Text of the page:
Month: December 2016

New Funding Opportunity Announcement for Research Centers in Minority Institutions

By Eliseo J. Pérez-Stable, M.D.
Director, National Institute on Minority Health and Health Disparities

It’s been 5 years since the last funding opportunity announcement (FOA) for the Research Centers in Minority Institutions (RCMI) was issued. Today I’m pleased to share news that the National Institute on Minority Health and Health Disparities (NIMHD) is releasing a new FOA that will capitalize on the program’s capacity to generate new scientific discoveries in minority health and health disparities research and to stimulate the next generation of researchers from underrepresented populations in institutions that are committed to this mission.

The RCMI will continue to serve as a flagship program aimed at the development and enhancement of institutional research infrastructure necessary to conduct world-class biomedical, behavioral, and clinical research and to produce well-trained investigators from underrepresented populations who will help enhance diversity in the biomedical research enterprise.

We have modified the RCMI program to make it even stronger in the future, with more flexibility and a three-tiered research structure opportunity for basic, clinical, and/or behavioral research. Eligible institutions must award doctoral degrees in the health professions or health-related sciences, have a historical and current commitment to serving students from underrepresented populations, and receive less than $50 million in average annual NIH funds within the 3 years prior to the time of application.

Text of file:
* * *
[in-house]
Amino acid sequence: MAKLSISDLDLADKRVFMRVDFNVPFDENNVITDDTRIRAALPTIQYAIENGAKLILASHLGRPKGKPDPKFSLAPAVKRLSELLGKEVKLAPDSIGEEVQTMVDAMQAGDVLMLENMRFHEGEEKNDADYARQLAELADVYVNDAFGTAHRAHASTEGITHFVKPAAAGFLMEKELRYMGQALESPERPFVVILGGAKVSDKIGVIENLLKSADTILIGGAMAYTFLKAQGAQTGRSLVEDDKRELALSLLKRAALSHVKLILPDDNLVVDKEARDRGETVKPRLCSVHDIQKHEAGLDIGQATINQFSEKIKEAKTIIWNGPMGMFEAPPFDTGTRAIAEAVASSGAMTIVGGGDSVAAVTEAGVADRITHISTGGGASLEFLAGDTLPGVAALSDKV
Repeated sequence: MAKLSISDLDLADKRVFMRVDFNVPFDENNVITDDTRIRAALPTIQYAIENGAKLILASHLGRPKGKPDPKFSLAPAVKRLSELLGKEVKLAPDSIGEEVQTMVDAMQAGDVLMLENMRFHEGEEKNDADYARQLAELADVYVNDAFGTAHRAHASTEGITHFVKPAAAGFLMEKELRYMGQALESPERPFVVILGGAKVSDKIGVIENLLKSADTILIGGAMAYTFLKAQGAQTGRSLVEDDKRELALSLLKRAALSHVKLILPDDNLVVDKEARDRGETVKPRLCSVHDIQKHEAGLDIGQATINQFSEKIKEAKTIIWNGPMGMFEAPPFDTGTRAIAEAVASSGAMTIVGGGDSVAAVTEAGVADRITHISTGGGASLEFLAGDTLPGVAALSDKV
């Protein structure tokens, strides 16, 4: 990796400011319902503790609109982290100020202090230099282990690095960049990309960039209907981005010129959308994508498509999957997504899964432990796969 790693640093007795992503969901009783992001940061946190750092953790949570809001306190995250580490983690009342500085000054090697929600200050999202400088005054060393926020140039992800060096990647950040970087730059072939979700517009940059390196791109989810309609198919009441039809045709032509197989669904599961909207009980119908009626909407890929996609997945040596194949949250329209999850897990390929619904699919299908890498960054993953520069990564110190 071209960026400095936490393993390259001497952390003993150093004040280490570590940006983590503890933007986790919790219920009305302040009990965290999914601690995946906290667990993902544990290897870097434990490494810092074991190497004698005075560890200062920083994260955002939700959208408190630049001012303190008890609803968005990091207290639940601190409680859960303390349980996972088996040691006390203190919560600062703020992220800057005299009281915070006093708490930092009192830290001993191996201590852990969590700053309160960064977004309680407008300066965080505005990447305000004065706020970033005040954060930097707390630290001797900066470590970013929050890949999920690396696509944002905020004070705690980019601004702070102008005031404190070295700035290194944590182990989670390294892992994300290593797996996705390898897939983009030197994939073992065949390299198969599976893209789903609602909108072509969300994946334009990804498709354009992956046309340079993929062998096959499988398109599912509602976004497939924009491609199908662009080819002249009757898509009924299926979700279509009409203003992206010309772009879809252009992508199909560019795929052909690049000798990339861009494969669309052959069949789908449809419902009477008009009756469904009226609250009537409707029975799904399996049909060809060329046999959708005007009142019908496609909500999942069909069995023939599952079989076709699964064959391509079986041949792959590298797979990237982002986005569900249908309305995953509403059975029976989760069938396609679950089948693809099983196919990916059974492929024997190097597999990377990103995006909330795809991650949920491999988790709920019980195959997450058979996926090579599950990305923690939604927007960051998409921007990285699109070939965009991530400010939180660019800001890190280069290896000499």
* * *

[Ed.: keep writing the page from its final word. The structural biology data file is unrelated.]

Given that the single most important predictor of choosing a scientific career is whether an individual participates in a rigorous, mentored research experience, the RCMI program now enables all levels of investigators, especially new and early career investigators, to experience rigorous, mentored research experiences focused on diseases that disproportionately affect minority and other health disparity populations. At least one research project will be included, as well as funds allocated to support pilot projects by postdoctoral fellows and assistant professors.

These program changes support NIMHD’s vision to advance the science of minority health and health disparities, and I encourage eligible institutions to apply. Click here to learn more about the new RCMI FOA.

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Apply Now to the 2017–2018 NIH Medical Research Scholars Program

By Eliseo J. Pérez-Stable, M.D.
Director, National Institute on Minority Health and Health Disparities

The National Institutes of Health (NIH) Medical Research Scholars Program (MRSP) is an excellent research enrichment opportunity for promising students from diverse backgrounds to gain real-life experience in NIH laboratories and patient care areas. NIMHD is proud to participate with other NIH Institutes and Centers in the MRSP. Our goal is to introduce the MRSP to medical, dental, and veterinary students from diverse racial and ethnic backgrounds and encourage them to consider biomedical research as a career.

A medical researcher at work.

A medical researcher at work.

The U.S. population continues to increase in diversity, and there is an urgent need to ensure that the scientific talent which is key to our nation’s success is nurtured, recognized, and supported across all demographic groups. We need more researchers from diverse backgrounds to contribute minority perspectives and priorities to the research agenda, and advance the likelihood that underserved or health disparity populations participate in and benefit from health research.